Review: Tortured Souls by Kimber Leigh Weathon

21414789Tortured Souls (Orion Circle, #1) by Kimber Leigh Weathon
Published: June 29th 2014 by Sea Dragon Press
Pages: 227

Sometimes Rest in Peace isn't an option.

Kacie Ramsey sees ghosts—and it's ruining her life. Her mother left, her father blames her, and no matter how hard she tries, she can't keep the ghosts away. Now a new power has emerged. Nightly visions of grisly murders and a relentless predator draw her to the brink of insanity.

When the phantom appears at a party, Kacie's longtime crush, Logan, saves her. He invites her to join the Orion Circle, a group of supernatural hunters with chapters in schools all over the country. Through the Circle, Kacie learns to embrace her spiritual powers, and for the first time in her life she feels in control rather than a victim.

But the Foxblood Demon will not give up so easily. A demented serial killer in life who trapped the souls of the thirteen children he murdered, imprisoning them within the walls of his mansion. Now in death, he plots his return while drawing power from the pure souls of the children. He recognizes something in Kacie he's never seen before—a medium powerful enough to provide a vessel for his tainted soul.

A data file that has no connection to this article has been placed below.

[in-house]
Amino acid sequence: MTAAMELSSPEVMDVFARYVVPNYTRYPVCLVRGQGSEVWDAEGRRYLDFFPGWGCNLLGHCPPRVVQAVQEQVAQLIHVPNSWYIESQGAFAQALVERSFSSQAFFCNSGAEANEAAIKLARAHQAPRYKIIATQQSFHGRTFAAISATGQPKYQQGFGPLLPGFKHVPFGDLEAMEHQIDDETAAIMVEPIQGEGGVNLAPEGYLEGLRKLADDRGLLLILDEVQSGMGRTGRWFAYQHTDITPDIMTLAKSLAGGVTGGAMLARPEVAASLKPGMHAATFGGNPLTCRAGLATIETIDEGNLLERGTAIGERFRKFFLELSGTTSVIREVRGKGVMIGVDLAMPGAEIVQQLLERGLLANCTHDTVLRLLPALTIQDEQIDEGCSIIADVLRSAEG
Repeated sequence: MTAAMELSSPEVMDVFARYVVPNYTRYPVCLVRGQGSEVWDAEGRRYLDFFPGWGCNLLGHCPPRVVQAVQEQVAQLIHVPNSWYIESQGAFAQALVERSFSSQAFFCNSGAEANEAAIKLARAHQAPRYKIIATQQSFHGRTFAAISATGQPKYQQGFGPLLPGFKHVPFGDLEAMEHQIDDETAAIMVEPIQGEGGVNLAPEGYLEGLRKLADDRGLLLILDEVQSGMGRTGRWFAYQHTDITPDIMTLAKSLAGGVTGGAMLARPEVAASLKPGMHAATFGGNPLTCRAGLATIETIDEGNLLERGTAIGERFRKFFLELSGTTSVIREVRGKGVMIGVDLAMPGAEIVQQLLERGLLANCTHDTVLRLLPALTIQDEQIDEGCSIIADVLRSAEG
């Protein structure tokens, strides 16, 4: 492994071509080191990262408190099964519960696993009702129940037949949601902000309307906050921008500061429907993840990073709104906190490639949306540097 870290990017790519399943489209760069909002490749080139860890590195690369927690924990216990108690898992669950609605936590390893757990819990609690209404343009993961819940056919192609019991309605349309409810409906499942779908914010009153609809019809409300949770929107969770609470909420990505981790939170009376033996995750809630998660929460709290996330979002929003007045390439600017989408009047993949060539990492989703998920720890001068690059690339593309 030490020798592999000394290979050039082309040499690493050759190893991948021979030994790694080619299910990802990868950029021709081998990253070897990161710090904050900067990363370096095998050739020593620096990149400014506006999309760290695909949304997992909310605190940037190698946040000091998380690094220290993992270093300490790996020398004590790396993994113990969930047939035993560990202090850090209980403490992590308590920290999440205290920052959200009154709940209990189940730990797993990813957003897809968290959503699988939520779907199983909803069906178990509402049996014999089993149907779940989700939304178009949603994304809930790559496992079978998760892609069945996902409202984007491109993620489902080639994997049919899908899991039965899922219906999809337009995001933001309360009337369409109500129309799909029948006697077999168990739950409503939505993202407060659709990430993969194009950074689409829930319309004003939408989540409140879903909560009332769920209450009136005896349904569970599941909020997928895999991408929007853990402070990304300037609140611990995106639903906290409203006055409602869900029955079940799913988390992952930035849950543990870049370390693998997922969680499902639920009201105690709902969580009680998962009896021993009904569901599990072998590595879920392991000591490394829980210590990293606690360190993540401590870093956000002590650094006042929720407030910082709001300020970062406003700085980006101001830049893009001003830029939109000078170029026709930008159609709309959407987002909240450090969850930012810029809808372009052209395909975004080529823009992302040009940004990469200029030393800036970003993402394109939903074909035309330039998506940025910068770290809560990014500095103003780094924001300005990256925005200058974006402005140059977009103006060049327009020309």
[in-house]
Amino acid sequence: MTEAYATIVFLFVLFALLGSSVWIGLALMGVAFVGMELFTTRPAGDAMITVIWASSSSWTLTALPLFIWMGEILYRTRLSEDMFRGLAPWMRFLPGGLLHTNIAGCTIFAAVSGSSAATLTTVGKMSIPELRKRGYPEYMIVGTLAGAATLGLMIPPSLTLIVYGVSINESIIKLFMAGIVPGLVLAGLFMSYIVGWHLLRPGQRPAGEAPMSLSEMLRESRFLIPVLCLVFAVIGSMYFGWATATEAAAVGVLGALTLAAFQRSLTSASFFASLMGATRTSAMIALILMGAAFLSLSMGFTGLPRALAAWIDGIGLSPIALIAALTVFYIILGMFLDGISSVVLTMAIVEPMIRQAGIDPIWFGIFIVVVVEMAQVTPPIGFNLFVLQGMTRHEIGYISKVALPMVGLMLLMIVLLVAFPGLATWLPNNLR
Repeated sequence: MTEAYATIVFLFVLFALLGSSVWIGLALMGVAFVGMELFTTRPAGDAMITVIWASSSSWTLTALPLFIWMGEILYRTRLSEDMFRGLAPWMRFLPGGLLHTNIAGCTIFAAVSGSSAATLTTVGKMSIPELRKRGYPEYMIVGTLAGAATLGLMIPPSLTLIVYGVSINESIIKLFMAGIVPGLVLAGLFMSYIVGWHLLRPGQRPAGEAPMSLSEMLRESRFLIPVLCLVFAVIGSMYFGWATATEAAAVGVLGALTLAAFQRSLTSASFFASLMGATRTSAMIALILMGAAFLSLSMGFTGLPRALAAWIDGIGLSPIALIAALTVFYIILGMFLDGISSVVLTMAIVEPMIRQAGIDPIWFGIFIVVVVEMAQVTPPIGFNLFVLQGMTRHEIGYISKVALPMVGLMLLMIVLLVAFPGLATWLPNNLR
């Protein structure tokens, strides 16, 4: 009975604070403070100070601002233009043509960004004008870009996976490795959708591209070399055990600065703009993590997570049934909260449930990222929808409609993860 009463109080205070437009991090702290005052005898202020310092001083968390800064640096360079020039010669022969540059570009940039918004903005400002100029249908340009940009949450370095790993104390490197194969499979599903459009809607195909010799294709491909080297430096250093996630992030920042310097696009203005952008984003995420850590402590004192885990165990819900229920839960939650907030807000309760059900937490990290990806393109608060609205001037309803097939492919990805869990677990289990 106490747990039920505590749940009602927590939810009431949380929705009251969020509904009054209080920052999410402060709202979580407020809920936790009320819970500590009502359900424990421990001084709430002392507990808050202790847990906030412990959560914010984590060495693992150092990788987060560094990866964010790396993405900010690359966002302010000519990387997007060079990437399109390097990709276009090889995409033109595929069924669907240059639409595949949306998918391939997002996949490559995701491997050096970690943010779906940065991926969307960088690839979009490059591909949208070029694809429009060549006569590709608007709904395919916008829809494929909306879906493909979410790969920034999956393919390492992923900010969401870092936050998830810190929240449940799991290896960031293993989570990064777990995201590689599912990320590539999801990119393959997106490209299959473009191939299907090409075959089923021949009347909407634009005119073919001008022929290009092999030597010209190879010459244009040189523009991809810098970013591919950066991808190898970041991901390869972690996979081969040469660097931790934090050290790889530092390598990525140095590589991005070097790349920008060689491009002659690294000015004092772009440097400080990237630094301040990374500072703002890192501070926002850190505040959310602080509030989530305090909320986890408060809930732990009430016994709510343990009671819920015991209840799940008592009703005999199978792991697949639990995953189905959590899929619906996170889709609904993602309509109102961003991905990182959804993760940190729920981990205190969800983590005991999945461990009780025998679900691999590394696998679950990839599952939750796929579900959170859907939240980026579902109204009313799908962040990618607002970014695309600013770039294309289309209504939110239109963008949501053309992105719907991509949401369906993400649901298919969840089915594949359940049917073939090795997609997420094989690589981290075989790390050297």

Kacie can't ignore the tortured souls of the children crying out to her every night. With Logan at her side, she will fight the Foxblood Demon. But can they banish this powerful phantom, or will Kacie lose not only her body, but her eternal soul to the monster.
"Somehow I resist the urge to squeal. He texted a heart symbol!"
Thank you Sea Dragon Press for providing me with a copy of this book!

I am seriously disappointed. I thought I was going to love Tortured Souls. The premise of a younger version of Ghost Busters combined with exorcism seemed intriguing enough for me to request a copy. However, after reading I feel like I can suit this book into a specific category of mine and probably many others: books with a great premise, but poor in execution. It lacks on so many levels it's hardly describable. I'm going to do my very best and give it a shot anyway.

The romance is the biggest let-down of the entire book. If Logan and Kacie didn't knew each other before the book opened up, you could say it was an obvious case of insta-love. So when it actually wasn't, it certainly came across as it. Besides the insta-love, the dialogues and actions between the two lovers were far from realistic. It seemed like the author tried too hard to make the romance bittersweet and to swoon for. Comparing Logan to other fifteen-year-old boys, there are a few to none who are as romantic as he is. The biggest example is constantly showering Kacie with the most romantic compliments:
"I must look awful," I say when he takes another tissue and carefully wipes around my eyes.
"No, you don't" he murmurs, his lips curled into a tiny smile. "You're beautiful. A few tears won't change that."